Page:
r By Gary Brodeur
A project to strengthen local funding for an adult literacy program is being launched this spring.
The effort, titled Friends of Project Read, will help increase long-term funding for Project Read, a 33-year-old Orem-based nonprofit organization.
“I don’t know that people recognize we have an adult literacy problem in Utah County … and they have an opportunity to change lives,” said Project Read Executive Director Shauna K. Brown.
Project Read officials recognize the time has come to create a solid funding base for the organization through consistent and increased community contributions, so they are launching the Friends of Project Read effort.
Donors who initiate their support for the project through June 30 will be recognized as founding members. Friends will be recognized at seven levels of giving, from $10 to $1,000 a month or more.
The contributions can be made through the Project Read website at projectreadutah.org/donations/. Donors may choose a level of giving at which they are comfortable. Each level, starting at $25 a month, also lists the benefit to the organization’s students or the community. For example, the $25 level helps meet the cost of materials for the Project Read library.
One can join the Friends of Project Read effort at any time and specify a monthly contribution amount other than those suggested. And for every dollar spent boosting adult literacy, the local economy benefits by $3, Project Read officials say.
Despite its universities and high-tech industries, the county of 561,000 residents has about 28,000 adults who are functionally illiterate, Brown and Project Read Development Director Patti Beardsley said.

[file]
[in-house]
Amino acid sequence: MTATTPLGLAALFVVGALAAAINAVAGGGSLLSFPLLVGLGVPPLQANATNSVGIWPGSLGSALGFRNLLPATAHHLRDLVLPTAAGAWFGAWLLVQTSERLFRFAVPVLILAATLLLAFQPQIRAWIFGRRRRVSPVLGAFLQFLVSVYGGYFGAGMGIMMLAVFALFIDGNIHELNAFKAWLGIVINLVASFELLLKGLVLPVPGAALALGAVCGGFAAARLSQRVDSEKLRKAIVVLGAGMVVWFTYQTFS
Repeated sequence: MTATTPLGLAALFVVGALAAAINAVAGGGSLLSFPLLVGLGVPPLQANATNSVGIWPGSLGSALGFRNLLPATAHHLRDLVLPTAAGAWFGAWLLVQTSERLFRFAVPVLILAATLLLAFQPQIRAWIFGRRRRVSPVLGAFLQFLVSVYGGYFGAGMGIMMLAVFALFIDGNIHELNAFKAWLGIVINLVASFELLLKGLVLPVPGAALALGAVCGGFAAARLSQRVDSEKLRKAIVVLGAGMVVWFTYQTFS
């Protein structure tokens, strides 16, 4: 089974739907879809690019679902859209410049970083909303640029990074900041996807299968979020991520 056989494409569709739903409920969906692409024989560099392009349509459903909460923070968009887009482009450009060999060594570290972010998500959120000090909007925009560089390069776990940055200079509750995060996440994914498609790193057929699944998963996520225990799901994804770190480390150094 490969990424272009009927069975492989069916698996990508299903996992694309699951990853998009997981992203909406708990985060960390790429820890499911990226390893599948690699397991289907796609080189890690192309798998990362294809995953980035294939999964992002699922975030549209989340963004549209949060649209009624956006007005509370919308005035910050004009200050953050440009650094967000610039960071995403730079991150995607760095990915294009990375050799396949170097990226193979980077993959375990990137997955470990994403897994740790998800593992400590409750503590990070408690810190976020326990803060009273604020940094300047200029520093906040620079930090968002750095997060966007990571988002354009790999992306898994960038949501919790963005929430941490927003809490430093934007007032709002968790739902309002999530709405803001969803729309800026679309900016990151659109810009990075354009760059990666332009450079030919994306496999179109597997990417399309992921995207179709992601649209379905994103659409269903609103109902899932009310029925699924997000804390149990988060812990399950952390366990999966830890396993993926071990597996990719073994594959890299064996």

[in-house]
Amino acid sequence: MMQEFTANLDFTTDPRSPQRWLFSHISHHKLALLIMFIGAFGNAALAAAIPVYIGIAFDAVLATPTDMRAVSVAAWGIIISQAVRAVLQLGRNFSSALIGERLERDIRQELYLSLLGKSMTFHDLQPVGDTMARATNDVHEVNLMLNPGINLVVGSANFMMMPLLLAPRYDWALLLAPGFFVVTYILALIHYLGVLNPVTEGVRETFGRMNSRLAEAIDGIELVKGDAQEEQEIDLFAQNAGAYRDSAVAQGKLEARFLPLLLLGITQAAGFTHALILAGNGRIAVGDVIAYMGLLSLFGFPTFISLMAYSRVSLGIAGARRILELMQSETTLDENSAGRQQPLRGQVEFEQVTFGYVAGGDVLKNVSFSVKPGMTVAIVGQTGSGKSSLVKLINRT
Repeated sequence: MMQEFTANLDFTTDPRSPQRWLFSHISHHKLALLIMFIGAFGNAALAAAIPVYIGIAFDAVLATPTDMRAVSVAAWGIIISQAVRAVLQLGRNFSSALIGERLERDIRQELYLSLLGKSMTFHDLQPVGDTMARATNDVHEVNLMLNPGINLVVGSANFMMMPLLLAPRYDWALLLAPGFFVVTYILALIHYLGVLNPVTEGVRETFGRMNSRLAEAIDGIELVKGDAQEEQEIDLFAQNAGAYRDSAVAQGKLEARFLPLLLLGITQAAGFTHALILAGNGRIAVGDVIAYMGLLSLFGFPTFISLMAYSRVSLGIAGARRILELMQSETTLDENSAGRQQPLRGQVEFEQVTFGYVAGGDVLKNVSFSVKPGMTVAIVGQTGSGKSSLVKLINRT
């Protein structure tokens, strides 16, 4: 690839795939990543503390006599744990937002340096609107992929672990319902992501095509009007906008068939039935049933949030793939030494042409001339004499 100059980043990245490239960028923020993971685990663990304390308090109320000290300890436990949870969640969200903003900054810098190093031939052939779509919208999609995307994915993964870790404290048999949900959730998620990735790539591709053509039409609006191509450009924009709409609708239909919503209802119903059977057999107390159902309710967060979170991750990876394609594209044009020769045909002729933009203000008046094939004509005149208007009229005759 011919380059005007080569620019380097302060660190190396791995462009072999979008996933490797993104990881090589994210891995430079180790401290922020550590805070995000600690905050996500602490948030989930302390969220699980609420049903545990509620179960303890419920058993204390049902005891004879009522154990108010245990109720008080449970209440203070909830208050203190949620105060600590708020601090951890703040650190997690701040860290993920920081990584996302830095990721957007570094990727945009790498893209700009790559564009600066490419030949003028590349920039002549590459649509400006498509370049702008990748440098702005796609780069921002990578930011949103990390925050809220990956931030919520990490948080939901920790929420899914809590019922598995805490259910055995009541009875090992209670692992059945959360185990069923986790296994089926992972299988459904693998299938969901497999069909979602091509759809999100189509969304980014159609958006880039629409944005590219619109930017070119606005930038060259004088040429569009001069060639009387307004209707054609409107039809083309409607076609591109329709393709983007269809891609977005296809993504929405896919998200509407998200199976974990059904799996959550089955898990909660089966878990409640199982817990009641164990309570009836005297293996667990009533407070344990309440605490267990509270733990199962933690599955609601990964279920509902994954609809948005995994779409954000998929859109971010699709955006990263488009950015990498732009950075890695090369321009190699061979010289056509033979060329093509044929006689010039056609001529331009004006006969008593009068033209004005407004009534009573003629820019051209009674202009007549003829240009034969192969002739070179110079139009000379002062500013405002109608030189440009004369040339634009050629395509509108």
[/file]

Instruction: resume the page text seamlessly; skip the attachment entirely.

Their organization’s target for client achievement is ninth-grade-level reading and writing. At that point, people can transition into higher education or a better job, Brown said.
The organization has expanded its offerings during the past several years from providing only one-on-one learning to include small-group instruction and post-graduation services that help qualifying students 16 and older to make their next move.
“It’s all about the next step,” Beardsley said of the individualized instruction provided.
The organization serves about 100 students a year who come from all walks of life. Each student typically spends six months to two years improving his or her reading and writing skills.
“People are very generous with their time” in supporting Project Read, Beardsley said. Students and tutors meet at the Provo, Orem and Payson city libraries or other public spaces.
The budget of the nonprofit organization hovers near $115,000, with about $35,000 coming from grants, Brown said. She expects grant funding to be cut 17 percent starting July 1. Additionally, AmeriCorps VISTA will end its four-year term of support after June 2018 when two personnel will leave Project Read.
“The thing I love about Project Read is we’re getting to the root of a lot of problems,” such as family difficulties related to work, health and helping children in school, Brown said.
To find out more about the organization and its sustaining funds program, Friends of Project Read, go to projectreadutah.org or call 801-448-READ (7323).